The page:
At ‘The Blinder Truth About Ageing Whisky’, meanwhile, an A-list panel lead by Diageo’s head of whisky outreach Dr Nicholas Morgan used a blind tasting to challenge a number of preconceptions including the notion that age always equalled a better whisky. Morgan also urged the audience to recognise the artistry of blends – a fact amply demonstrated by a first taste of the new Johnnie Walker Rye Cask Finish. And thanks to the recent launch of Haig Club, grain whisky was also up for discussion with a Cameronbridge 18yo showing the complexity that a grain whisky can achieve over time.
In amongst the excess, several high-profile figures made the case for a (marginally) healthier lifestyle. USBG’s charismatic New York chapter president Pamela Wiznitzer used her 15-minute ‘SED’ talk to explain why she no longer does shots on the job, while Belvedere’s Claire Smith-Warner waged war on sugary drinks with a screening of the documentary on obesity Fed Up, accompanied by sugar-free and teetotal cocktails.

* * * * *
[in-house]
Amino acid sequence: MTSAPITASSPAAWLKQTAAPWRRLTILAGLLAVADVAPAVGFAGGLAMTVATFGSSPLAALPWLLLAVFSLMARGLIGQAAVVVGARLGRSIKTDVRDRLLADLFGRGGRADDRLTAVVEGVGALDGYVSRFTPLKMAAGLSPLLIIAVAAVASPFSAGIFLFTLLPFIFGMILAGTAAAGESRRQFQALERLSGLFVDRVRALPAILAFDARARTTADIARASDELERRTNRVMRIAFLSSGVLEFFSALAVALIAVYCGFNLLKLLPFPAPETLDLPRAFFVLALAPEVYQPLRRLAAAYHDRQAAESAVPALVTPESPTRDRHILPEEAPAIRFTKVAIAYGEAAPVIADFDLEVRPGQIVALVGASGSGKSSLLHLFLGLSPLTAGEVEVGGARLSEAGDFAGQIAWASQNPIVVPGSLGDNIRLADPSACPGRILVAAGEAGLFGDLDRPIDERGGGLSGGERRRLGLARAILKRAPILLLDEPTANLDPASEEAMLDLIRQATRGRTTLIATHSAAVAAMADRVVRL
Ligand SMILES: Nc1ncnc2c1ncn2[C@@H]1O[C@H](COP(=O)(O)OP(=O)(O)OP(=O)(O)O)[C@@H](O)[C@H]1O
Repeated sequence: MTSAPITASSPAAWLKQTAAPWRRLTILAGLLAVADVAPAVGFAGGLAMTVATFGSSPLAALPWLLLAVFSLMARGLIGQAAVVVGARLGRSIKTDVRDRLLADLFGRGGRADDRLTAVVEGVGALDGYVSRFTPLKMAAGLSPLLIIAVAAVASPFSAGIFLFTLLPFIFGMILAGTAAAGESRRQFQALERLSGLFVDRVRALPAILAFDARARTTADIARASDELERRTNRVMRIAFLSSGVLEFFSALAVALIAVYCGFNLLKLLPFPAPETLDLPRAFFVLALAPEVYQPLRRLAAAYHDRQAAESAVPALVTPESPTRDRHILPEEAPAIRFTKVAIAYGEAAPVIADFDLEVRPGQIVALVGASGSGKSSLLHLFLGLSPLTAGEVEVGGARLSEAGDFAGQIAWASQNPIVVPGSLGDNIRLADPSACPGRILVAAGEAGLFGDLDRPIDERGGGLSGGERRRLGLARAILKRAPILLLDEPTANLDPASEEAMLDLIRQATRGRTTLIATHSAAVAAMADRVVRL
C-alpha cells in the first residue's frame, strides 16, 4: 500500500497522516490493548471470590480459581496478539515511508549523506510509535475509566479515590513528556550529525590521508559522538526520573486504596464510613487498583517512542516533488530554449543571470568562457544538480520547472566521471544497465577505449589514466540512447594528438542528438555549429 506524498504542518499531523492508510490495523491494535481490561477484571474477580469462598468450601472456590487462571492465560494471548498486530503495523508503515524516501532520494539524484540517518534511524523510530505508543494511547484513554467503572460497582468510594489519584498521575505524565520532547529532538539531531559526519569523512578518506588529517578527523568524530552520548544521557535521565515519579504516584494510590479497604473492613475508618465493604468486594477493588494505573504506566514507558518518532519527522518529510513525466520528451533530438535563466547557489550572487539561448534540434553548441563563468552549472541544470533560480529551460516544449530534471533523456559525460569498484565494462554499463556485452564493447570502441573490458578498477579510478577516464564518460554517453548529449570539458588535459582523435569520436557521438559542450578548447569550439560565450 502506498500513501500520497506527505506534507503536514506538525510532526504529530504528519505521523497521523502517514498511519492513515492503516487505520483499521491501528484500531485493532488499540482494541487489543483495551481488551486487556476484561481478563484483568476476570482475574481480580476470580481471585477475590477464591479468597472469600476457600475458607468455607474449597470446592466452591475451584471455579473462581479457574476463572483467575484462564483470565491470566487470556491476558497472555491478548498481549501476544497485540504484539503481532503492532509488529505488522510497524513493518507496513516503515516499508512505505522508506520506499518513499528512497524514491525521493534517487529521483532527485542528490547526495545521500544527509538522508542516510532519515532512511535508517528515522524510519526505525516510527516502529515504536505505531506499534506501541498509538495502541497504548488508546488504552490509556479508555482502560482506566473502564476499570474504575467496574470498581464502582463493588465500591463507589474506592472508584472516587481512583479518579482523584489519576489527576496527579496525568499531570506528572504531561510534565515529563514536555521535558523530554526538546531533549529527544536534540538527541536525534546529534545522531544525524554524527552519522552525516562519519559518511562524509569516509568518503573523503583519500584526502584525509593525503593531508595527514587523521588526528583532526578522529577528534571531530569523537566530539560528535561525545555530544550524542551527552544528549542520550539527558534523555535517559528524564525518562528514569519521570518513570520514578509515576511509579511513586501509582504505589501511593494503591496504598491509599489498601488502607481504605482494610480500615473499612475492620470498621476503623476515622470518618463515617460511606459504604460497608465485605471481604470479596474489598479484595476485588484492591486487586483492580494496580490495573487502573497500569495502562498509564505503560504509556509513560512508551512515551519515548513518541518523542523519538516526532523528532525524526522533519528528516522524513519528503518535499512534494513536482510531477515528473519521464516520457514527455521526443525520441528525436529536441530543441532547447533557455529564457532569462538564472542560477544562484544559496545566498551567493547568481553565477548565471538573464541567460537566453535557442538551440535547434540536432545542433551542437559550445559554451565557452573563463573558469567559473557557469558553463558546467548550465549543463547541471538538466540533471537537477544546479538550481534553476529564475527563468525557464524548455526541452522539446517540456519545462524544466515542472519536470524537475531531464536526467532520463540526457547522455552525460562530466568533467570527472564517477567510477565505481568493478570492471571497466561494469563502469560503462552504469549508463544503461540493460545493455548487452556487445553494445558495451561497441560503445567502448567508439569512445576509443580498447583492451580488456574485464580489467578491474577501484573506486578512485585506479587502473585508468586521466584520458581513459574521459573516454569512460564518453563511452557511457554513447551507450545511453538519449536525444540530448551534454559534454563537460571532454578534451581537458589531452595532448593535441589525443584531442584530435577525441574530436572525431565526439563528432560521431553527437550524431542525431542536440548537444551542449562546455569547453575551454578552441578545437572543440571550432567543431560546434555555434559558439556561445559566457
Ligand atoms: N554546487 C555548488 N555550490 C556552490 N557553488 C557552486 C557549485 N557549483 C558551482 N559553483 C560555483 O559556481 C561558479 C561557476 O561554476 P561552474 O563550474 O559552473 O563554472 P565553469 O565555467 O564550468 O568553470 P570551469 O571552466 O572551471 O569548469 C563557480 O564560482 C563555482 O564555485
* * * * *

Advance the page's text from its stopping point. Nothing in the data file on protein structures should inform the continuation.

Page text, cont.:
In a talk entitled ‘Is Non-Alcoholic the new Vegetarian?’, Artesian’s Alex Kratena made a case for a more imaginative approach towards non-alcoholic cocktails. ‘If chefs don’t need meat on every single plate, why do we need alcohol in every single drink?’ he asked.
We also liked the fact that the menu at neo-boudoir bar Bellocq (thehotelmodern.com/bellocq) divided drinks into low proof and high proof – not quite as preachy as a unit count, but helpful for anyone wanting to pace themselves.